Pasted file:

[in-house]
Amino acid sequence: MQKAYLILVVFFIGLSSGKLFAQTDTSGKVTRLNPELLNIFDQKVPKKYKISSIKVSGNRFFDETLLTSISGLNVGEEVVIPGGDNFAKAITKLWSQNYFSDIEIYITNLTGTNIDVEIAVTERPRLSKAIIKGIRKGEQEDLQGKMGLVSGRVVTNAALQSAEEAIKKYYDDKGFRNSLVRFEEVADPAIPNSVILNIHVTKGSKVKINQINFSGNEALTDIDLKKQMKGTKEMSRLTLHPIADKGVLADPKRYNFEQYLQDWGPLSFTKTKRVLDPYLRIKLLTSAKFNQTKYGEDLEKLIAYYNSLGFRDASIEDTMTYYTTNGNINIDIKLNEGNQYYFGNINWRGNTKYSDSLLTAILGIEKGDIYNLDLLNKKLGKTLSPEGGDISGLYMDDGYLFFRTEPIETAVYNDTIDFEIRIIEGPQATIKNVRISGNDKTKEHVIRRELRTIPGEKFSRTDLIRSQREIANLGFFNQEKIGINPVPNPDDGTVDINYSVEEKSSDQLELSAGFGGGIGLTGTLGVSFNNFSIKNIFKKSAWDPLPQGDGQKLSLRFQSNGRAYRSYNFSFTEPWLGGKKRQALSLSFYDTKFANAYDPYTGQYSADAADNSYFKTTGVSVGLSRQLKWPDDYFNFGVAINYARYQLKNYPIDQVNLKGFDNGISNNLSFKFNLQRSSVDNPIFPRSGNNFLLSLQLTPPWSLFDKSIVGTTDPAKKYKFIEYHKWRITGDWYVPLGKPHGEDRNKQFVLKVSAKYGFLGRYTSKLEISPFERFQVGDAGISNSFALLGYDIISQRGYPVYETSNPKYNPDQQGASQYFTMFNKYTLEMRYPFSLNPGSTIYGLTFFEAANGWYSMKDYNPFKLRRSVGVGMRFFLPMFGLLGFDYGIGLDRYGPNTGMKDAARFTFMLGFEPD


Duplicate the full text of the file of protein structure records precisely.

[in-house]
Amino acid sequence: MQKAYLILVVFFIGLSSGKLFAQTDTSGKVTRLNPELLNIFDQKVPKKYKISSIKVSGNRFFDETLLTSISGLNVGEEVVIPGGDNFAKAITKLWSQNYFSDIEIYITNLTGTNIDVEIAVTERPRLSKAIIKGIRKGEQEDLQGKMGLVSGRVVTNAALQSAEEAIKKYYDDKGFRNSLVRFEEVADPAIPNSVILNIHVTKGSKVKINQINFSGNEALTDIDLKKQMKGTKEMSRLTLHPIADKGVLADPKRYNFEQYLQDWGPLSFTKTKRVLDPYLRIKLLTSAKFNQTKYGEDLEKLIAYYNSLGFRDASIEDTMTYYTTNGNINIDIKLNEGNQYYFGNINWRGNTKYSDSLLTAILGIEKGDIYNLDLLNKKLGKTLSPEGGDISGLYMDDGYLFFRTEPIETAVYNDTIDFEIRIIEGPQATIKNVRISGNDKTKEHVIRRELRTIPGEKFSRTDLIRSQREIANLGFFNQEKIGINPVPNPDDGTVDINYSVEEKSSDQLELSAGFGGGIGLTGTLGVSFNNFSIKNIFKKSAWDPLPQGDGQKLSLRFQSNGRAYRSYNFSFTEPWLGGKKRQALSLSFYDTKFANAYDPYTGQYSADAADNSYFKTTGVSVGLSRQLKWPDDYFNFGVAINYARYQLKNYPIDQVNLKGFDNGISNNLSFKFNLQRSSVDNPIFPRSGNNFLLSLQLTPPWSLFDKSIVGTTDPAKKYKFIEYHKWRITGDWYVPLGKPHGEDRNKQFVLKVSAKYGFLGRYTSKLEISPFERFQVGDAGISNSFALLGYDIISQRGYPVYETSNPKYNPDQQGASQYFTMFNKYTLEMRYPFSLNPGSTIYGLTFFEAANGWYSMKDYNPFKLRRSVGVGMRFFLPMFGLLGFDYGIGLDRYGPNTGMKDAARFTFMLGFEPD